Muddy Wooden-Ball Competition (2009), by Vu Tu Quyen, also navigates tradition and modernity, in Van village, Bac Giang province. Beautifully filmed, with a luminous observational and poetic camera, the filmmaker follows this traditional ball competition to open up complex structures in village society and the place of elders, women and youth in a transforming culture.

the anthropological imagination

The festival demonstrates that visual ethnography itself is going through transformations from an earlier phase when the question of ‘who speaks for whom’ was less articulated. A genuine participatory, ethical and de-colonising filmmaking is now very much part of current practice internationally. Several of the films suggest a ‘post-ethnographic’ sensitivity, where the filmmaker-anthropologist is not a detached observer, but has a subjective resonance with their film that is often palpable.

Gary Kildea and Andrea Simon’s Koriam’s Law (2005) presents a thoughtful approach to the question of ‘who observes’ by filming philosopher-informant Peter Avarea, from PNG, in dialogue with Australian anthropologist Andrew Lattas. In their open and fluid discussion we become part of an inter-cultural process as the subtleties of the so-called Melanesian ‘cargo-cult’ are deconstructed. Koriam’s Law is also a fine illustration of Kildea’s definition of the ‘Anthropological Imagination’ as “simply to stop and think self-consciously about culture.”

For Ana’s Family (2012), Chinese filmmaker Longxiao Li filmed with an ethnic Lisu family high in the mountains of Yunnan to create his deeply intimate portrait of their life. Living with the family for nearly two years, Longxiao Li films alongside Ana, the child. The visual intensity of this film is heightened by filmmaker and family not sharing a common language—facial expression, gesture is all. This is observational filmmaking at its best; we don’t feel like voyeurs, but are linked to the family through the filmmaker’s patient, close presence. This is especially so with the child, who gives Li her trust; and we, too, feel this trust as viewers. In discussion I sense the filmmaker’s keen social responsibility towards the family; his intention not to exploit them. He wants the film to benefit their lives in some way; it’s as if filmmaker, family and viewer all become involved in some kind of shared exchange.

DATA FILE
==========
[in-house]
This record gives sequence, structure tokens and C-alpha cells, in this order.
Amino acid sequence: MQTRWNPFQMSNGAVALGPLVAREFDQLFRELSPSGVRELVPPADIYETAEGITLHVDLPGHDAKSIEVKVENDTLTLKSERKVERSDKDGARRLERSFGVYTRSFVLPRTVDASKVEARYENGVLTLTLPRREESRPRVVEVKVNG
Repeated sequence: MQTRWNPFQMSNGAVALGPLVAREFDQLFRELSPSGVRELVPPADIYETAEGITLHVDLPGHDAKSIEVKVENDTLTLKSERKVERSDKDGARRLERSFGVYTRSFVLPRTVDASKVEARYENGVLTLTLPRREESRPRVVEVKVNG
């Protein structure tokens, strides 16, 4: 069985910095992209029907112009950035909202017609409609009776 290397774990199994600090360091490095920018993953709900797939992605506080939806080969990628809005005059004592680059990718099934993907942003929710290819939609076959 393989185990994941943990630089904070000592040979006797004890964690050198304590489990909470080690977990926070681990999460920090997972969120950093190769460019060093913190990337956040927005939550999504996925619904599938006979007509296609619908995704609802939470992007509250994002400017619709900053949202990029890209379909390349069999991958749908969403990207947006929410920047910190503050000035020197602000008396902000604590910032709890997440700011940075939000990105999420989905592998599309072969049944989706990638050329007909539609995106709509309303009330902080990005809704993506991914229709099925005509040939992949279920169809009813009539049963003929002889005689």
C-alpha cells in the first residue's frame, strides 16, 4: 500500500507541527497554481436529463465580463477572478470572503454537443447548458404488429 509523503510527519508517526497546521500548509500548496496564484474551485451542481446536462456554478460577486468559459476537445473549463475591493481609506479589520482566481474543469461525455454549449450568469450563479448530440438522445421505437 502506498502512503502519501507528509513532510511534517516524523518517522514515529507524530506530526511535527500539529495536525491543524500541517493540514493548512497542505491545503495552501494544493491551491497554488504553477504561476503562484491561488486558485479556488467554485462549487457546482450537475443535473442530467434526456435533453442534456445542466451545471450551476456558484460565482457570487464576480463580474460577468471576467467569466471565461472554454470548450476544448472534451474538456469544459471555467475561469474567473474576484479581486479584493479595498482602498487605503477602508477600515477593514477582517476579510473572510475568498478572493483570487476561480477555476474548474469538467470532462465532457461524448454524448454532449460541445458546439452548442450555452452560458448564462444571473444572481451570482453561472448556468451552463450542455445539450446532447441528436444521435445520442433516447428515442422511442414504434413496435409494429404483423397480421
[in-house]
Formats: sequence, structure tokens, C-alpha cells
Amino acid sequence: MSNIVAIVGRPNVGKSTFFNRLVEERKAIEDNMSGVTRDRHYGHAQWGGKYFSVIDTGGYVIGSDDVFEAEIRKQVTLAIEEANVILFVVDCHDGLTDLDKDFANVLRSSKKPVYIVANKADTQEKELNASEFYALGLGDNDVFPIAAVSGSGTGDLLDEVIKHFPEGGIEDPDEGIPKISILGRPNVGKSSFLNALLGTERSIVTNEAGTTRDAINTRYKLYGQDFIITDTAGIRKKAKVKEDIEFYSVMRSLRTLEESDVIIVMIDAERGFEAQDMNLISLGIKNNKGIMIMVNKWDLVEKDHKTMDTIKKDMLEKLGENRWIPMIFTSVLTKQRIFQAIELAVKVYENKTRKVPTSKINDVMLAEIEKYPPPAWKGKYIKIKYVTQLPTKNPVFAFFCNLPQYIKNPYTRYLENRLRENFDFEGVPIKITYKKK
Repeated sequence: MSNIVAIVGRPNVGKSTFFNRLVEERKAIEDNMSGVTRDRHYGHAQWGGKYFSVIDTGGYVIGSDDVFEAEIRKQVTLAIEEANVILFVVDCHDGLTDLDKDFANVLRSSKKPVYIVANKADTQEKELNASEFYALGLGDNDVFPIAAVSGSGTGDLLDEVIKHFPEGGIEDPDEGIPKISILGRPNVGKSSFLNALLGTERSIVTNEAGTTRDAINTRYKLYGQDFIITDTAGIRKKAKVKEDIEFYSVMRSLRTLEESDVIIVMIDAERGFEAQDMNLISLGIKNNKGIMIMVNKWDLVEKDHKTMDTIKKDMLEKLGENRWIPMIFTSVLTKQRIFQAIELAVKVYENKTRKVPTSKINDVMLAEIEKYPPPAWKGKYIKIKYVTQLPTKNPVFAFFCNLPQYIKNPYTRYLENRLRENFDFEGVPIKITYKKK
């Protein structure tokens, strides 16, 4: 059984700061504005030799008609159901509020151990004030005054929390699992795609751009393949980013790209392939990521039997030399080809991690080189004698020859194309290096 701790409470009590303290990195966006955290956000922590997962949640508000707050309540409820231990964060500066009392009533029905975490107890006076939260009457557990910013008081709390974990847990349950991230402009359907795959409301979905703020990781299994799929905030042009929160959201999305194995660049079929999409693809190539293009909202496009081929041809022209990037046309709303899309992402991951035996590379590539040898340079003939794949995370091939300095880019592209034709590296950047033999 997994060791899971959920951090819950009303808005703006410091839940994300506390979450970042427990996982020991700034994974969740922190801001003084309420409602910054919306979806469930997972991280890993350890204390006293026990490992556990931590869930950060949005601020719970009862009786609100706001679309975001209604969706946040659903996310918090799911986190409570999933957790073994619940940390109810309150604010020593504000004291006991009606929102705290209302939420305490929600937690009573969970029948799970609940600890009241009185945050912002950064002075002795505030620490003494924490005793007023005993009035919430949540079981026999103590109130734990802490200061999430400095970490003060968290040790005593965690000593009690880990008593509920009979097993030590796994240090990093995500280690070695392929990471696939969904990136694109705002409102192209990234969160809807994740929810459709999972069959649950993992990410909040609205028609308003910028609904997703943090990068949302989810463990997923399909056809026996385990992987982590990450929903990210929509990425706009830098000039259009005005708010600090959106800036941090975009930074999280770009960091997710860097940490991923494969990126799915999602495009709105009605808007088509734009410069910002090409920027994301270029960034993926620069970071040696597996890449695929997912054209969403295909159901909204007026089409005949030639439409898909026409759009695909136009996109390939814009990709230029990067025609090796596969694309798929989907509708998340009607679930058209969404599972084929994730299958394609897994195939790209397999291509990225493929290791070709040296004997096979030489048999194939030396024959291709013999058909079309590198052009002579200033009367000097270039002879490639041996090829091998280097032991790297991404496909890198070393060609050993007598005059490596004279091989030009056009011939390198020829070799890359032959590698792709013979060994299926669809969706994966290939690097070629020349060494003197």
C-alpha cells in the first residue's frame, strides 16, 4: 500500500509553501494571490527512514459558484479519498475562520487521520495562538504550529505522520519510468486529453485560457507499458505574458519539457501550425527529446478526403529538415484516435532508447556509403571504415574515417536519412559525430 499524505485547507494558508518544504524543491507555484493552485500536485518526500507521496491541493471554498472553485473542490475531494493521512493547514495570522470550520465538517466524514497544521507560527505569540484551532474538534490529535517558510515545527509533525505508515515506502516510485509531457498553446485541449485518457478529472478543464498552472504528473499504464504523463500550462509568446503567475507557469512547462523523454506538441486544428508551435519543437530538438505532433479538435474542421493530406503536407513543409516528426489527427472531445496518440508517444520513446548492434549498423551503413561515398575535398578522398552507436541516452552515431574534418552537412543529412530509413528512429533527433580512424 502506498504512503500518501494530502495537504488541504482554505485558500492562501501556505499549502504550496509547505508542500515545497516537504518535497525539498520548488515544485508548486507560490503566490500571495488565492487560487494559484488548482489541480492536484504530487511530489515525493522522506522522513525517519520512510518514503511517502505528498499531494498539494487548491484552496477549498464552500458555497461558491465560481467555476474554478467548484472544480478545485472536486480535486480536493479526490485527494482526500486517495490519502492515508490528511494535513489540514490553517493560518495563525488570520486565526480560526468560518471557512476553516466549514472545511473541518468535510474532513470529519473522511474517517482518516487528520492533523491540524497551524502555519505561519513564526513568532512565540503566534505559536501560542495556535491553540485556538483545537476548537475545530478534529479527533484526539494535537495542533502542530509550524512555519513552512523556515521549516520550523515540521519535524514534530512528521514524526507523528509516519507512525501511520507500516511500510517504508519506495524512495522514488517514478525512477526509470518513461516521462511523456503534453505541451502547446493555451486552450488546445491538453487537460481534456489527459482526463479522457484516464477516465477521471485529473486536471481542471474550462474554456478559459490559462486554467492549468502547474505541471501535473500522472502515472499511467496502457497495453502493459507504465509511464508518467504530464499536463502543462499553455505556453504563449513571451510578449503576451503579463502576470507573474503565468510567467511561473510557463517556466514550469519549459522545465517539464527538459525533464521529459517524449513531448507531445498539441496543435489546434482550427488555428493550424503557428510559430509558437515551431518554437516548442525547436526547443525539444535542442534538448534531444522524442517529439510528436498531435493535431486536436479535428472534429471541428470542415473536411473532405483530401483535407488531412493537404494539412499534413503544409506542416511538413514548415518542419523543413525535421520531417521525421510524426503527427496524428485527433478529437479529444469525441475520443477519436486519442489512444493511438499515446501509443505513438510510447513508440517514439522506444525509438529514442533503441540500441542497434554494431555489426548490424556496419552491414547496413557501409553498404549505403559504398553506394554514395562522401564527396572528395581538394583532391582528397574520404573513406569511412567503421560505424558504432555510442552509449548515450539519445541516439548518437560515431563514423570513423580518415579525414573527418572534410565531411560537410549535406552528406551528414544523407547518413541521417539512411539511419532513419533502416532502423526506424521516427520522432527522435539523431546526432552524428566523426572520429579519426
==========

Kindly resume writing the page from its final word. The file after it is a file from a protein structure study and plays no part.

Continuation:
ethnography of compassion

We Want (U) to Know (2011),  Ella Pugliese We Want (U) to Know (2011), Ella Pugliese
The screening of Ippo Ippo (2010), by Shotaro Wake from Japan, provoked an intense response from the audience. Ippo Ippo is about resilience and transformation, posing fundamental questions about how to live. Shotaro films inside a cancer support group. Climbing Mt Fuji is part of their therapy. The main character is Marsha, a middle-aged housewife. But the filmmaker also has cancer and is a participant in the support group. He does not film himself, but the way he films Marsha is deeply empathic; it’s as if he is residing within the film on several levels. The audience cheered Shotaro as he rose to answer their questions; a powerful emotion swept through the theatre, embracing the filmmaker’s survival in a spontaneous outburst of affection. Shotaro himself wondered if the audience was perhaps also sensing him to be a representative post-Fukishima survivor.

We Want (U) to Know (2011), by Ella Pugliese, is a participatory documentary created with survivors of the Khmer Rouge period. Produced around the time of the Tribunal, amidst the painful process of remembering, the film reveals its own methods of storytelling and re-enactment, along with the potency of the children filming their elders. These participatory methods become part of a restorative justice process. The film develops as a work of mourning—a catalyst to transformative emotional change.

This festival is expansive in scope and intention—its notion of anthropological film also encompassing classic traditional documentaries, such as John Marshall’s Bitter Melons (1971). It is an auspicious beginning, for a festival that promises to become a significant biennial event for the whole Asian region.

International Anthropological Film Festival, curators Johannes Rühl, Dr. Bùi Quang Thǻng, presented by Vietnam Institute of Culture & Art Studies (VICAS), HCMC University of Culture, Department of Culture, Sport & Tourism (HCMC), Vietnam Film Research & Archive Center; Ho Chi Minh City, Nov 10-14, 2012,

Jeni Thornley is a documentary filmmaker and part-time lecturer in Issues in Documentary at UTS, Sydney. She was a guest of the festival with her film Island Home Country (see RT112).;

RealTime issue #113 Feb-March 2013 pg. 16

© Jeni Thornley; for permission to reproduce apply to